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Cash for access: Malcolm Rifkind quits as security chair; UK to ban MPs' outside jobs?

Embroiled in 'cash for access' scandal after being caught in a sting, Conservative Party leader Malcolm Rifkind has resigned as the chairman of Parliament's Intelligence and Security Committee that supervises the work of spy agencies MI5 and MI6.


Cash for access: Malcolm Rifkind quits as security chair; UK to ban MPs' outside jobs?

London: Embroiled in 'cash for access' scandal after being caught in a sting, Conservative Party leader Malcolm Rifkind has resigned as the chairman of Parliament's Intelligence and Security Committee that supervises the work of spy agencies MI5 and MI6.

A Conservative MP for Kensington since 1974, Malcolm has also quit as a Member of Parliament, the BBC reported citing a statement from the Downing Street.

Malcolm had earlier denied cash for sting allegations and vowed to “fight all the way”.

Former British foreign secretary Sir Malcolm Rifkind, along with Labour MP Jack Straw, yesterday sought to defend themselves after they fell for a sting laid by undercover journalists and were caught on tape offering their services to private firms in return for cash.

The sting has shifted the spotlight on MPs grabbing outside jobs and Labour leader Ed Miliband said that his party is mulling to hold a vote on banning MPs from taking outside jobs in the House of Commons on Wednesday.

 

Miliband said that he has also written to PM David Cameron, challenging him to follow Labour’s lead in banning MPs from holding paid directorships or consultancies.

“It’s time to rebuild trust in politics by making sure MPs work for the people who elect them,” Miliband said.

The sensational sting that caused an uproar across Britain, was carried out by the reporters for the Daily Telegraph and Channel 4's Dispatche, who posed as staff of a fake Chinese firm said the BBC.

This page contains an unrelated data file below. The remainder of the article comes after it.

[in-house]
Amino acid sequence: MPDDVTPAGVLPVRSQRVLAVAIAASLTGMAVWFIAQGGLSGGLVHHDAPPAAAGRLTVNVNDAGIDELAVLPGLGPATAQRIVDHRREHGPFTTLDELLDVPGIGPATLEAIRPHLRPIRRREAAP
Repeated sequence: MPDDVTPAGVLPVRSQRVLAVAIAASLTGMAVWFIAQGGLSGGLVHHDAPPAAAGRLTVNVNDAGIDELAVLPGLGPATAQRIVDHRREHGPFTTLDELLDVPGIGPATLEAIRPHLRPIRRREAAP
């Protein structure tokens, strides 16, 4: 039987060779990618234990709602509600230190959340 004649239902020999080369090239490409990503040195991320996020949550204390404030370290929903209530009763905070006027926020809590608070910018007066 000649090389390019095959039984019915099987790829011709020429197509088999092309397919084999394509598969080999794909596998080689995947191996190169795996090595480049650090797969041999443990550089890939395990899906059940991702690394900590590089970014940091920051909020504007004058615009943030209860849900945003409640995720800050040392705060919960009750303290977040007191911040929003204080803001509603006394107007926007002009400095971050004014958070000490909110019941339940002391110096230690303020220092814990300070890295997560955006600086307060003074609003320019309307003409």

Earlier, defending himself on  BBC Radio 4's Today programme, Sir Malcolm, sought to justify his remarks saying it was “perfectly acceptable for MPs to have outside interests”.

He added that top professionals would stop entering the Parliament if MPs were banned from having second jobs.

Speaking to the BBC Radio 4's Today programme, he also vented his frustration over the allegations, saying, “I’m going to be hugely irritated and angry because I’ve got nothing to be embarrassed about”.

He refuted the scandal claims as 'unfounded', saying that he would “fight them with all my strength”.

While Jack Straw, a top Labour party leader, boasted how he worked "under the radar" and used his clout to alter EU rules on behalf of a firm which paid him £60,000 a year; Sir Malcolm Rifkind, a Conservative MP, cribbed that it was 'quite unrealistic' to expect backbenchers with professional backgrounds to 'simply accept a salary of £60,000'.

Both the leaders also revealed their 'rates', with Straw pegging it at £5,000 a day, and Malcolm said he cost "somewhere in the region of £5,000 to £8,000" per day.

In a comment that sounded ridiculous, Malcolm said, "You will be surprised. I have lots of free time".

Both MPs have referred themselves to Parliament's commissioner for standards and an investigation into the matter could take months.

 

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